“In the world there are waves: there was the website wave, the fintech wave, the open banking wave. The next big wave is embedded finance, which is going to integrate a lot with open banking,” Lopez said.

“Open banking by itself is seen as data and payments but with embedded finance we will experiment with coordinated financial products,” he said.

Executives also believe that the embedding of services will favor sectors with growth potential such as insurance, where a generalized lack of technology creates friction for both customers and insurance companies.

“People don’t know what’s the value of what each [insurance] company offers, they don’t understand why one is better than the other, and they are all competing on price,” said Manuel Gironella, co-founder and CEO of Guros, an insurance management platform.

As a result, if a company wants to include insurance products on its platform — a transportation app that wants to sell insurance to its drivers, for example — it will struggle because the tools to execute the process do not exist as insurers have not immersed themselves in developing web services or APIs.

“Under the traditional model, and without the technology we are developing, a company that wants to sell insurance has to create another company” to operate in that sector,” Gironella said.

“What integrated insurance technology allows is precisely the opposite: The issue of insurance is part of the  company’s core service experience or core product,” he said.

Embedded finance ‘as a service’

There are multiple avenues for the embedding of financial services. It can be done through the Fintech as a Service model, for businesses seeking to use technology to enhance customer experience. Cabify, for example, offers services to its drivers and other workers in the collaborative economy using fintechs such as Lana.

Another option is Banking as a Service (BaaS), where the bank lends its infrastructure and license to create solutions for a third party, such as in the case of Rappi and Interbank’s RappiBank venture in Peru.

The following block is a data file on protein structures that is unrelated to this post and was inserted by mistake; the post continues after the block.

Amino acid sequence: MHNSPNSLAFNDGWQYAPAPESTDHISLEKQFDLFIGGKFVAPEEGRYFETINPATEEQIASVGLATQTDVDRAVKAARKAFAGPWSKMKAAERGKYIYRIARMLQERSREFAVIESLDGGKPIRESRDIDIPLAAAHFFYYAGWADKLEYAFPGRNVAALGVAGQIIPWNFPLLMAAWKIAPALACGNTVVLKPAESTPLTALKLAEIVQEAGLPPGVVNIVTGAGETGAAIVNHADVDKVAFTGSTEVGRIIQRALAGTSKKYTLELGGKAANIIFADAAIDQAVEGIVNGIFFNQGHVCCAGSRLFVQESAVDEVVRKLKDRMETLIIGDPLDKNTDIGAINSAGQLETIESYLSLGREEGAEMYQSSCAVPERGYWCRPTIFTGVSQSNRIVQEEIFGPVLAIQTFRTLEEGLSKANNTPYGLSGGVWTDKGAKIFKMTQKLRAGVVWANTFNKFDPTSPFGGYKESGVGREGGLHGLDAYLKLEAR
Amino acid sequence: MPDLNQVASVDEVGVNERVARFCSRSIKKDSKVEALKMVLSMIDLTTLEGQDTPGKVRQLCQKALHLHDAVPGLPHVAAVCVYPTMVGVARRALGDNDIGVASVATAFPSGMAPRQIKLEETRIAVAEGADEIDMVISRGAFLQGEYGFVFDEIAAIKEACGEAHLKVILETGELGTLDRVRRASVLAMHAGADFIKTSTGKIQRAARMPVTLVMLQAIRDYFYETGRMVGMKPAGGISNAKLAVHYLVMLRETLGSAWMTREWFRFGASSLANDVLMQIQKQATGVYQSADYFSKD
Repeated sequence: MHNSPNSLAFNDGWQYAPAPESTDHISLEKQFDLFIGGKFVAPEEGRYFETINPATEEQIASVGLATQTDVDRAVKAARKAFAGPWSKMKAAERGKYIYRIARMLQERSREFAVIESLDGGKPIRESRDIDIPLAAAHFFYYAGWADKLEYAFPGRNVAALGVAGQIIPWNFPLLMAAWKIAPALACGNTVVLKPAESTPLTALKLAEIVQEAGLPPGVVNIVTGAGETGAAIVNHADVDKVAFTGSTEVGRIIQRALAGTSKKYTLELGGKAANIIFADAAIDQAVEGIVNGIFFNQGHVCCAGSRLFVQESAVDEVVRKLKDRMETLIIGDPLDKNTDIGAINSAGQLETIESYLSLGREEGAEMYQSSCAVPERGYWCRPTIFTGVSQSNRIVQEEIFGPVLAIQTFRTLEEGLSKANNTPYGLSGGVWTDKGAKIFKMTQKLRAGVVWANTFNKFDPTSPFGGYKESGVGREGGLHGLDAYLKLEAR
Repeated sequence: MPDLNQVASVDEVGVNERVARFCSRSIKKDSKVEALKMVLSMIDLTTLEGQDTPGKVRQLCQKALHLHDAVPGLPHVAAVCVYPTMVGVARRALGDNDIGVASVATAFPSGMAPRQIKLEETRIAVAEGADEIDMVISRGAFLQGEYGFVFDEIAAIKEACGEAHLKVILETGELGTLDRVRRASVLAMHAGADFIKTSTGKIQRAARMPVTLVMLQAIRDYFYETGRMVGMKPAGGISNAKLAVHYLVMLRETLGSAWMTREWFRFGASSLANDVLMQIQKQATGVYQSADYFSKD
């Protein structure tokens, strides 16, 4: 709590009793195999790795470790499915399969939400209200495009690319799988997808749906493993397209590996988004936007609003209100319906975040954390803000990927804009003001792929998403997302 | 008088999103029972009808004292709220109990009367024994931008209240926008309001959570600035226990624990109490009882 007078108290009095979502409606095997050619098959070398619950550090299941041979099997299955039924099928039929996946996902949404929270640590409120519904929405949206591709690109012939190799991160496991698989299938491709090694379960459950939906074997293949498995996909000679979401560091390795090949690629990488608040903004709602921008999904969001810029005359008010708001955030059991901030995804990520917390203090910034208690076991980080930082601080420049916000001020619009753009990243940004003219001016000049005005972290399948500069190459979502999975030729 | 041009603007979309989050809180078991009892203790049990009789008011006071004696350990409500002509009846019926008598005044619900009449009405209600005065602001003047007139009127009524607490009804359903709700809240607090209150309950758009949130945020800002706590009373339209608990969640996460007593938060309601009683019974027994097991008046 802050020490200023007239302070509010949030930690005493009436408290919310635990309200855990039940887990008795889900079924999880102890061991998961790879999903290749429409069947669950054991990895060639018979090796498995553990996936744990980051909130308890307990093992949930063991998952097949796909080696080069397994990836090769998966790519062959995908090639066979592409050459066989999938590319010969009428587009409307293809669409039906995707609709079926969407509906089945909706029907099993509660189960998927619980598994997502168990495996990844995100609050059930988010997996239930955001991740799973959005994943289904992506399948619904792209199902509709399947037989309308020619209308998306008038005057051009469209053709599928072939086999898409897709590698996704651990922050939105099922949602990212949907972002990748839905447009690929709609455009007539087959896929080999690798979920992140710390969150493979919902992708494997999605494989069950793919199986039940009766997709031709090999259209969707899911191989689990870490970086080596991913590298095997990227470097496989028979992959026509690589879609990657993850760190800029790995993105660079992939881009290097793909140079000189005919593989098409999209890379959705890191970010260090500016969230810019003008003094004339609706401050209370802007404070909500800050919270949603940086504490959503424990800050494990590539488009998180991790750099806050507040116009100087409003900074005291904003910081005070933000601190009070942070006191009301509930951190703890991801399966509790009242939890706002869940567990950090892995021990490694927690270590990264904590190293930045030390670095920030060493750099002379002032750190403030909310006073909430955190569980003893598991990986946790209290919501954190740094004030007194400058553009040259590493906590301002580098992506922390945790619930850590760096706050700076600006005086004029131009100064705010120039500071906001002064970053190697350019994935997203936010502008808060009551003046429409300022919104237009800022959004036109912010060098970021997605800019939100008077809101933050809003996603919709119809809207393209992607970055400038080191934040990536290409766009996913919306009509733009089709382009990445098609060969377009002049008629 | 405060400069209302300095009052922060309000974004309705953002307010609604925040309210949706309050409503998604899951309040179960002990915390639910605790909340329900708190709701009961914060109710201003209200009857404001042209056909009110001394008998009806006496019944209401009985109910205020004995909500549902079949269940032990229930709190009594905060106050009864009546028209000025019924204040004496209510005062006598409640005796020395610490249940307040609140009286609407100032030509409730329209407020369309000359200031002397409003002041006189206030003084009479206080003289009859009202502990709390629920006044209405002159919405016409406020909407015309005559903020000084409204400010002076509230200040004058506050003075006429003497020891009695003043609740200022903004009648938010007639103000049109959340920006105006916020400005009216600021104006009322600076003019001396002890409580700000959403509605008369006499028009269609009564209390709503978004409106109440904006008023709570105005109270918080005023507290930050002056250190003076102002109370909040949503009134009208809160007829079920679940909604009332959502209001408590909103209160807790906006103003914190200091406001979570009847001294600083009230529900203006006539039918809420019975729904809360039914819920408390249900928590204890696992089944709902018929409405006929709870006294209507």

The recent boom of buy-now-pay-later (BNPL) platforms illustrates the expansion of embedded finance, its potential and how it can be executed in different ways. Fintechs, such as Aplazo, that offer payment schedules without the need for credit cards, bypassing financial institutions; or banks that create brand extensions to give retailers flexible payment options, generating complete ecosystems of their own, such as Peruvian bank BCP’s Cuotéalo initiative.

In a sign of the sector’s growing importance in the United States, Square, the digital payments platform that owns Cash App, this month announced a $29 billion deal to buy the BNPL fintech Afterpay.

The deal represents “just the start of the wave of innovation stemming from embedded finance, which  really could pose direct competition to traditional banking,” said Aplazo’s Wieland.

“We already see the benefits of having a BNPL in terms of ticket and conversion. They are very strong partnerships. Those who choose not to adopt it immediately will not benefit from the initial wave and will be able to join in but as a commodity,” he says.

Embedded finance has the potential to blur the lines that today divide players in the industry, leading to major commercial, financial and technological experiments. And the noise from the new trend will be heard in the coming years.

“We’ve had countless conversations with different banks and financial institutions telling us ‘when you get a good opportunity, let us know,’” said Eduardo Lozano, partner at IGNIA Partners, a venture capital investment firm. “We don’t want to be the last institution to adapt to this change, quite the opposite.”

Are you subscribed to our weekly newsletter?

Leave your details to receive our Monday briefing on the key news in digital banking, fintech and payments in Latin America.

0 Comments

Submit a Comment

Your email address will not be published. Required fields are marked *

Compartir

error: Alert: Content is protected !!